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Old 05-09-2010, 08:03 PM   #1
cnc-me
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Default Miter Gauge

Hi all , i'm back with some more shop-built tools.
This time an aluminum miter gauge for my rebuilt Rockwell/Delta
belt & disk sander.

The dial was created in Auto-Cad , then printed on photo paper,
and covered in plexiglass.
The pointer is made from stainless steel salvaged
from a Burger King beverage machine.
It has 2 brass tipped set-screws in
case you want to lock it into the machines table. ^

Here's my 1987 Enco mill in action, milling the main body of the gauge. ^

Bought the mill brand new in '87 and picked it up at Enco's warehouse/factory
in Chicago. ^

Here you can see the Auto-Cad drawing stuck
to the part with 3M 77 contact adhesive.
It serves as a guide to prevent me from turning the dials one turn to many
and other goof ups. ^


All for now.
-John
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Old 05-09-2010, 08:43 PM   #2
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Default Re: Miter Gauge

Once again, excellent workmanship. Just curious, what made your decision to limit the swing to 160 degrees vs 180? Knob interference with the fence area?

RJ
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Old 05-09-2010, 08:51 PM   #3
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Default Re: Miter Gauge

Quote:
Originally Posted by OccupantRJ View Post
Once again, excellent workmanship. Just curious, what made your decision to limit the swing to 160 degrees vs 180? Knob interference with the fence area?

RJ
My fat short fingers wouldn't fit between the knob & fence.
Most miter gauges only go to 60 degrees.
-John
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Old 05-09-2010, 11:50 PM   #4
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Default Re: Miter Gauge

Very nice. Here's the plan, you and A_Pmech meet at BB767's '30's auto shop (bring your mills and lathes with you) and make me cool stuff. Most of the cool stuff I made (when I had access to mills, lathes, surface grinders, etc.) is gone, sold on motorcycles and cars I had. I see this cool stuff and wonder what the future holds for today's kids that don't even have shop classes anymore.
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Old 05-10-2010, 12:23 AM   #5
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Default Re: Miter Gauge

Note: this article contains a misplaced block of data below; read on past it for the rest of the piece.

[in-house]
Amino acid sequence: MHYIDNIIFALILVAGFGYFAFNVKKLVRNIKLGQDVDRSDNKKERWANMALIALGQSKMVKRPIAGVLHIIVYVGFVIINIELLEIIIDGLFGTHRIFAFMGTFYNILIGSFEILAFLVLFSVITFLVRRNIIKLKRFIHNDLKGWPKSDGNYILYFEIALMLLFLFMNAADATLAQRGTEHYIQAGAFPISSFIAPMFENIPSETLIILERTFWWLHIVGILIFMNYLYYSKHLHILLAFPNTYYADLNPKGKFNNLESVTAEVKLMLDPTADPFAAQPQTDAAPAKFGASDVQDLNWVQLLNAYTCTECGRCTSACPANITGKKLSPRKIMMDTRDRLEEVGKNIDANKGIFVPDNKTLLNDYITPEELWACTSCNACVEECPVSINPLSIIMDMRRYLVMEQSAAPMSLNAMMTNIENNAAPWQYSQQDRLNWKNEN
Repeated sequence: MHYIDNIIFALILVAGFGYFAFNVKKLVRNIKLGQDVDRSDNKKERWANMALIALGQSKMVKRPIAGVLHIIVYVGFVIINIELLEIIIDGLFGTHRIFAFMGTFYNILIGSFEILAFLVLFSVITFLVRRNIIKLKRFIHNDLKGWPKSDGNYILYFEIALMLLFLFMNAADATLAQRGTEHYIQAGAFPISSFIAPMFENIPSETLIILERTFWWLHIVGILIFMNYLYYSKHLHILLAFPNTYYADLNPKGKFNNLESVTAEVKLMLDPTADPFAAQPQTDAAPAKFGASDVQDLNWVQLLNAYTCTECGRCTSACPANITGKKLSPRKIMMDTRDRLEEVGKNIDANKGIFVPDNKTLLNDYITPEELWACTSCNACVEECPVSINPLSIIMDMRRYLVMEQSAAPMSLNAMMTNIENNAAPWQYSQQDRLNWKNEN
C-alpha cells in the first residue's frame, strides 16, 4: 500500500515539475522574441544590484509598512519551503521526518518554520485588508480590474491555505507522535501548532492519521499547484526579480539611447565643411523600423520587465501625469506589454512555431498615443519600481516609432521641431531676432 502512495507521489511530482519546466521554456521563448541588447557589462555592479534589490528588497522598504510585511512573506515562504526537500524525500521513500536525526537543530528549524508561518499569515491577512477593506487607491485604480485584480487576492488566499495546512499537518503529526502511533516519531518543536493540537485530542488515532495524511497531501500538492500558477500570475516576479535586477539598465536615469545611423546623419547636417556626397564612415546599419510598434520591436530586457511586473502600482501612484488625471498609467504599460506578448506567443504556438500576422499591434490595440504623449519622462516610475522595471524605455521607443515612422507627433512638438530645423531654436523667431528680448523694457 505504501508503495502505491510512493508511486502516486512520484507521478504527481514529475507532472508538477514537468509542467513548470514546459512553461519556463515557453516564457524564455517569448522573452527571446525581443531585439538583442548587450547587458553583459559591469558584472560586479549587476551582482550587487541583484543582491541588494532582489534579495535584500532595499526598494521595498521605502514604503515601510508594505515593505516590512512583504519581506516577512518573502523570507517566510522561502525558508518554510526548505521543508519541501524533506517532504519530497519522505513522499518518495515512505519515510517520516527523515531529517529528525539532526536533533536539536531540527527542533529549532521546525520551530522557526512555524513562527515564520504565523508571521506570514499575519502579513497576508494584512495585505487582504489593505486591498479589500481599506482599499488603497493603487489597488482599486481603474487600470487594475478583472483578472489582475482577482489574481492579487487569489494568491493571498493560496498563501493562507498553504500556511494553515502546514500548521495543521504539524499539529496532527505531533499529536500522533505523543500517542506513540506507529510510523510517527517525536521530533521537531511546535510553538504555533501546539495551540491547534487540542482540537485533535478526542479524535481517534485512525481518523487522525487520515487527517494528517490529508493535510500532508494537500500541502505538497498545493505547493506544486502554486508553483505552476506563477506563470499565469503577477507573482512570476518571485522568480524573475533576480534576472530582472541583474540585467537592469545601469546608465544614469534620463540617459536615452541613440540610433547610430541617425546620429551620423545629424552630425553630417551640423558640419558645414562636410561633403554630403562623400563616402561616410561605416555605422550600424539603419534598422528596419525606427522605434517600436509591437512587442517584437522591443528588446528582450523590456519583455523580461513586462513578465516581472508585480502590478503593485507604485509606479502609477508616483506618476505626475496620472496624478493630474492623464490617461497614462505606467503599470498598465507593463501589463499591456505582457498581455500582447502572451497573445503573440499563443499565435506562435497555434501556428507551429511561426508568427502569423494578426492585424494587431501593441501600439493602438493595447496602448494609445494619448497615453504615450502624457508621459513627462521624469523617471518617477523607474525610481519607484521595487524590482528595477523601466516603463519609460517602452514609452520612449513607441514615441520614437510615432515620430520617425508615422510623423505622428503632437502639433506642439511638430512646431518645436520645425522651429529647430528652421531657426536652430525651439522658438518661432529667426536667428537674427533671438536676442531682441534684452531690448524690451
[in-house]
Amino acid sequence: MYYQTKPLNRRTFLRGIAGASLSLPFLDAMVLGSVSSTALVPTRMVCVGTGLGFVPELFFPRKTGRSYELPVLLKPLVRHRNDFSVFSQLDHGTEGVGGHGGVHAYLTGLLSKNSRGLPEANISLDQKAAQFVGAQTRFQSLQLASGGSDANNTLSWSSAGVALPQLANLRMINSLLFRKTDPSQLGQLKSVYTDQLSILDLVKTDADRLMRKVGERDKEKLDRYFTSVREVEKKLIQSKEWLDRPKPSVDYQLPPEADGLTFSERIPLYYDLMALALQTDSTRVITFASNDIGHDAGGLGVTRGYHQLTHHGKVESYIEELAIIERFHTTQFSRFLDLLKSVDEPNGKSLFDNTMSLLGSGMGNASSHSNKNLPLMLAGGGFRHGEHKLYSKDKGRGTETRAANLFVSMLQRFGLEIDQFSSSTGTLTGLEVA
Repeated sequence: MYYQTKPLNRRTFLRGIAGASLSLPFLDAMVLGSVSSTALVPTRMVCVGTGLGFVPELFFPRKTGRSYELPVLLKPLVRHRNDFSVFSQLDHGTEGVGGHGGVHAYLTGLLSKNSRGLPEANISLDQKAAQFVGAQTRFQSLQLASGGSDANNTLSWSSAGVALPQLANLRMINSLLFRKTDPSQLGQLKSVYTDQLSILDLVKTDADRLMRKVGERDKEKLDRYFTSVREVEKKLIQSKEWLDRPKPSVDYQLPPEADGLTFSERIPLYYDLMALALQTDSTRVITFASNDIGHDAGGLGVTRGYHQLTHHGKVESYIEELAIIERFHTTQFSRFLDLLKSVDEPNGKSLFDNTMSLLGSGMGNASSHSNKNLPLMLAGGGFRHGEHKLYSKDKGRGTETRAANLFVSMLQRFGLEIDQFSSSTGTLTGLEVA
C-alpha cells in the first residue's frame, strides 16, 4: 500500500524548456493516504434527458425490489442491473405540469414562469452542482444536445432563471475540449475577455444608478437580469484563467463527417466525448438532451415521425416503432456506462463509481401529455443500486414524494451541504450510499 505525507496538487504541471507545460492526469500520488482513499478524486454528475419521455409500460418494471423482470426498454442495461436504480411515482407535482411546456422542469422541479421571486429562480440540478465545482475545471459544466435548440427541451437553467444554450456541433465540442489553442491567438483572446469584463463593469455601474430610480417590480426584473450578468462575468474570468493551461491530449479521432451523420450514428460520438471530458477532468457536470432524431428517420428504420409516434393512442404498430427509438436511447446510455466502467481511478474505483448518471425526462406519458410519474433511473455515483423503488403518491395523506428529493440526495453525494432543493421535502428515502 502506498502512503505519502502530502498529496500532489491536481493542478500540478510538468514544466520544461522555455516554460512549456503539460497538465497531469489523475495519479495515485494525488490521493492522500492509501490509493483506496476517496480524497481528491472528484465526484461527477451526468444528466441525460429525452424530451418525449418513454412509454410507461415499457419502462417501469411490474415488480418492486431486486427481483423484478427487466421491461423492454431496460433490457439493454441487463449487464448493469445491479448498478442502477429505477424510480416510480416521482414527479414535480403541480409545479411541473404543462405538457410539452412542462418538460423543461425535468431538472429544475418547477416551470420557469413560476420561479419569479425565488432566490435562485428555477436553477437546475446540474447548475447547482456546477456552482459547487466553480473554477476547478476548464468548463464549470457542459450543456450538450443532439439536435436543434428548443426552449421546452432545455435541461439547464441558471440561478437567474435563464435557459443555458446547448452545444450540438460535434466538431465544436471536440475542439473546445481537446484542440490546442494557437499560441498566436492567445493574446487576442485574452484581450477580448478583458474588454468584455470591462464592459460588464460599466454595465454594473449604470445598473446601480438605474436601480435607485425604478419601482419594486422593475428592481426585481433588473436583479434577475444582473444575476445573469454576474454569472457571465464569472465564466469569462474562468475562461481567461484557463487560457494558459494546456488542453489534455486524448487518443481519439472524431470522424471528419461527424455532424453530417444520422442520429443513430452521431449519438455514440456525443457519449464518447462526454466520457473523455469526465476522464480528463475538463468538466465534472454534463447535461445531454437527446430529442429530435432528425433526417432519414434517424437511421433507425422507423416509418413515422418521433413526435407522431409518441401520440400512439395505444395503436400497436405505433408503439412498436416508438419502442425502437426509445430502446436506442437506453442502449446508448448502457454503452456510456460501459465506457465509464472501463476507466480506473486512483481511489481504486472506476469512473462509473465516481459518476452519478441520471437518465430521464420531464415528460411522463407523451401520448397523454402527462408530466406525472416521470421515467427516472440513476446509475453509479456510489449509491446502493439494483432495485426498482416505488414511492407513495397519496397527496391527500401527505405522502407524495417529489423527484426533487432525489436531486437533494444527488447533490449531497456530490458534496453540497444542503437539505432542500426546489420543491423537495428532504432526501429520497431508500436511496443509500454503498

Quote:
Originally Posted by Mickey O View Post
Very nice. Here's the plan, you and A_Pmech meet at BB767's '30's auto shop (bring your mills and lathes with you) and make me cool stuff. Most of the cool stuff I made (when I had access to mills, lathes, surface grinders, etc.) is gone, sold on motorcycles and cars I had. I see this cool stuff and wonder what the future holds for today's kids that don't even have shop classes anymore.
I know what you mean.
Thats how i got interested in metalworking to begin with.
I took woodshop but quickly found out, that I knew more
than the instructor.
So I took metal shop instead.
The metals teacher really knew his stuff.
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Old 05-14-2010, 10:19 PM   #6
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Default Re: Miter Gauge

Dude that gauge is reallly sweet man. I love it. Good job.

Im a welder by trade and recently started working at a place where we do some machining and when were slow on work ill do that instead of weld (and im no way comparing my machine running to your machining) and I love it. Im hoping to find a mill to put in my house.

Last edited by welderwink; 05-14-2010 at 10:24 PM.
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Old 05-15-2010, 03:11 PM   #7
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Default Re: Miter Gauge

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Originally Posted by welderwink View Post
Dude that gauge is reallly sweet man. I love it. Good job.

Im a welder by trade and recently started working at a place where we do some machining and when were slow on work ill do that instead of weld (and im no way comparing my machine running to your machining) and I love it. Im hoping to find a mill to put in my house.
Get a Bridgeport, if you have the space for it.
The Enco is ok, but I wish it had more travel.
The biggest problem is that it only has 7.5" from the column
to the center of the spindle and is not adjustable like a Bridgeport type
mill.

Not a bad looking miter gauge, for a woodworker by trade.
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Old 05-15-2010, 09:52 PM   #8
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Default Re: Miter Gauge

Very nice!
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Old 05-18-2010, 01:28 AM   #9
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Default Re: Miter Gauge

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Very nice!
Thanks
-John
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Old 11-26-2011, 08:43 AM   #10
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Default Re: Miter Gauge

Reviving an old thread, since you linked to it from a more recent one.

Wonderful job! The GJ ingenuity never ceases to amaze me!

One question regarding printing the dial. What is the accuracy between the CAD model (which is, of course "perfect") and the print out? Is there any loss of accuracy due to the printing process? I often thought of printing things like this, but never figured you could scale off a drawing printed like this.

Cheers
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Old 11-26-2011, 11:38 AM   #11
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Default Re: Miter Gauge

Outrageous! That looks bad ass. Dam you for having time to make yourself 'Nice' stuff.
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